Posts Tagged ‘ Fictions ’

From the Ashes

2010.08.02
By

AS DETAILED ELSEWHERE, I DID some freelance work in the early 1990s for an eccentric Northern California non-profit called Obscure Research Labs.

Well… when the phone rings at 3 a.m. and the familiar metallic voice offers an occasional work-from-home project featuring fabulous prizes, free virtual travel and a steady below-poverty income, all I could say was http://metaphorager.net/orl: ORL’s new Facebook page. And I’m told that if enough people “like” it, They might even throw in some food chips. True, it’s a long way to the surface from this new office, but They assure me the packaging will prevent most breakage…

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Flash Fiction: Death Finishes His Drink

2010.07.23
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THE MAN WITH YESTERDAY’S EYES put down his glass.

“Well, it’s 3 a.m.,” he sighed. “I guess those poor bastards aren’t going to terrify themselves.”

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Under Oasine: Chapter 3 Synopsis

2010.07.22
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WHEN LAST WE MET, OUR heroes (the reluctant Hapler, the wounded Ij, and the idealist Twiz) were either successful or not in their quest to prove Twiz’s Theory of Oasine Connectivity: they did discover a new oasis beyond their native Fint, but have been deterred in their return by some unexpected visitors of unknown intent…

After some tense fumbling, conversation is established. The visitors call themselves Aquans (at least, for now) and call the new-to-our-heroes oasis something translating as “Good Fruit and Game, But Watch Out For Leaping Teeth.” They are led by a young woman (for now named “Possible Love Interest, But Watch It Buster”) and are uncertain what to do with the Finter trespassers, especially since their waterpod is broken and Ij injured by the aforementioned Leaping Teeth.

The Aquans then conduct the party (and pod) to their undersurface city, there to consult the Old Aquan. After a couple of pages of travelogue, they arrive and meet the appropriately named Old Aquan — polite, curious and gruff as he cautions the newcomers that they have entered a bigger world than they expected. He does not elaborate, but urges them to leave at once; when told of their difficulties, he orders PLIBWIB to see to the healing of man and pod.

A week later, Ij is fit as a Finter fiddle, developing a crush on his nurse (much to Hapler’s amusement), and ready for the PLIBWIB-lead journey back to Fint. The four set off in the repaired-and-spiffed-up pod: but after a page or so of narrative feint, they run smack into the bigger world of which the Old Aquan warned them…

And that’s all you get ’til I write the next chapter! (See http://metaphorager.net/under-oasine-synopsis1/, second paragraph; for an Oasine Overview, click to http://metaphorager.net/tag/under-oasine/).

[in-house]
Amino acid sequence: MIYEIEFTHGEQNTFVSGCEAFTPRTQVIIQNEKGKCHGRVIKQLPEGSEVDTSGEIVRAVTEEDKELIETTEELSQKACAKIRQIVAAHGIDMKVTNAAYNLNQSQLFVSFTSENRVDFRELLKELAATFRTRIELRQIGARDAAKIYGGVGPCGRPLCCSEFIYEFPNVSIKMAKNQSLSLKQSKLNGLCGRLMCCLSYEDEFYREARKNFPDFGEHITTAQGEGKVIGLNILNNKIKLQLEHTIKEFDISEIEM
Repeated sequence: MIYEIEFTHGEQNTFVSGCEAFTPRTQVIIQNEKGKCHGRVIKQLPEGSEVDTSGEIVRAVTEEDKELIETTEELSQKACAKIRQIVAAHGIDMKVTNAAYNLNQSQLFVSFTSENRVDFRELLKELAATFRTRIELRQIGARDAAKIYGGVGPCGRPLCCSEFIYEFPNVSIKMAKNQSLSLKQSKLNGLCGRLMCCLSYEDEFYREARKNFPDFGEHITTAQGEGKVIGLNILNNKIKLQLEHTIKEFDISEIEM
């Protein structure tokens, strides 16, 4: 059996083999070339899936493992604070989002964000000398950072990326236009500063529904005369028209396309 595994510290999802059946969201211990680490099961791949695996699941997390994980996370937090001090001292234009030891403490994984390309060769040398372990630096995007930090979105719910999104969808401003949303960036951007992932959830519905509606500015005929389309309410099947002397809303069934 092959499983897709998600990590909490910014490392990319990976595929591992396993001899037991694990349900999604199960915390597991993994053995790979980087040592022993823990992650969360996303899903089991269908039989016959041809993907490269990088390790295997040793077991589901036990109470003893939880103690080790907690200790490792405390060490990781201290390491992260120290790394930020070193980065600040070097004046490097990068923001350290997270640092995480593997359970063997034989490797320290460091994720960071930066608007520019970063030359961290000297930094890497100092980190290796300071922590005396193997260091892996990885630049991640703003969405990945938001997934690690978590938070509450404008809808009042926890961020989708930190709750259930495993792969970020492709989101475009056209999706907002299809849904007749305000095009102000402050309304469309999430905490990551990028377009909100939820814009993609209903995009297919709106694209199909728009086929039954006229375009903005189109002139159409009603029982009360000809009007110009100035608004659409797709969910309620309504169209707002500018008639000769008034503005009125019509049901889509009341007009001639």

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Spacetime Coordination

2010.07.17
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“So the first thing is where. My first thought is the Heart of Green.”

“Off to the Right?”

“No, before that and down hill. At the base of the Stairstream.”

“Oh. Under that cliffy flat place that leads to Blasted Heath, over the cliffs.”

“Yes, where Keith started cursing out the valley in neo-Sumerian.”

“—hole.”

“Quite. Anyway, what about there?”

“Okay. Sure. Then we could go by Elven Rocks…”

“The rocks on the right, or the ones on top of the hill with the view down the back and, what is that, north?”

“Yeah … I think they filmed part of Harold and Maude out there. Looks like it. The bridge scene.”

“That was San Mateo.”

“Right, but if it wasn’t, then there. But on the from where the view is.”

“Roger Dean Rocks.”

“Roger Dean Rocks. Right. The acorn mortars.”

“Right. And through that sort of on top of the hill lane. You know? By the rock by the tree.”

“Oh! Yeah! The birthday rock!”

“Didn’t you play the flute up there once?”

“I’ll bring it.”

“Who else can we invite?”

“Who else knows the way?”

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Prosatio Silban and the Disconsolate Wineherd

2010.06.25
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EVEN OVER THE CLANK OF his galleywagon, Prosatio Silban could hear the sobs.

The weeper, a well-to-do farmer by his dress, was standing beside a well-appointed and -laden wagon at the crossroads leading out of Vineol, a town renowned throughout the Uulian Commonwell for the delicacy and refinement of its wines. The day was hot for the region and season, and had been so for many days – hot, cloudless but with an occasional breeze at the right moment. Prosatio Silban wondered why the man was giving such unguarded vent, and reined his galleywagon to a halt.